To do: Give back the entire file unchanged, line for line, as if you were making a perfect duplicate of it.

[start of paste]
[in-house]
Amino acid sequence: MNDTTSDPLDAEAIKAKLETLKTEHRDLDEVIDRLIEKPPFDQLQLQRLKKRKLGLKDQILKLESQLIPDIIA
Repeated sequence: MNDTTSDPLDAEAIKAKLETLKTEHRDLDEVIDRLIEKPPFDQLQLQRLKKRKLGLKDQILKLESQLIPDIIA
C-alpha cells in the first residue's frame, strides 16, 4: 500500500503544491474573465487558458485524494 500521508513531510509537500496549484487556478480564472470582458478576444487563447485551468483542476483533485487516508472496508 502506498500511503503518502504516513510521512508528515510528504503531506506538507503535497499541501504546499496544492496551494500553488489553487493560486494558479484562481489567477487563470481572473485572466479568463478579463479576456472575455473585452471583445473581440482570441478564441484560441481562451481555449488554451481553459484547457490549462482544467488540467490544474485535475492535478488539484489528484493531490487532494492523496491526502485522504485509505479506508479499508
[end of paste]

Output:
[in-house]
Amino acid sequence: MNDTTSDPLDAEAIKAKLETLKTEHRDLDEVIDRLIEKPPFDQLQLQRLKKRKLGLKDQILKLESQLIPDIIA
Repeated sequence: MNDTTSDPLDAEAIKAKLETLKTEHRDLDEVIDRLIEKPPFDQLQLQRLKKRKLGLKDQILKLESQLIPDIIA
C-alpha cells in the first residue's frame, strides 16, 4: 500500500503544491474573465487558458485524494 500521508513531510509537500496549484487556478480564472470582458478576444487563447485551468483542476483533485487516508472496508 502506498500511503503518502504516513510521512508528515510528504503531506506538507503535497499541501504546499496544492496551494500553488489553487493560486494558479484562481489567477487563470481572473485572466479568463478579463479576456472575455473585452471583445473581440482570441478564441484560441481562451481555449488554451481553459484547457490549462482544467488540467490544474485535475492535478488539484489528484493531490487532494492523496491526502485522504485509505479506508479499508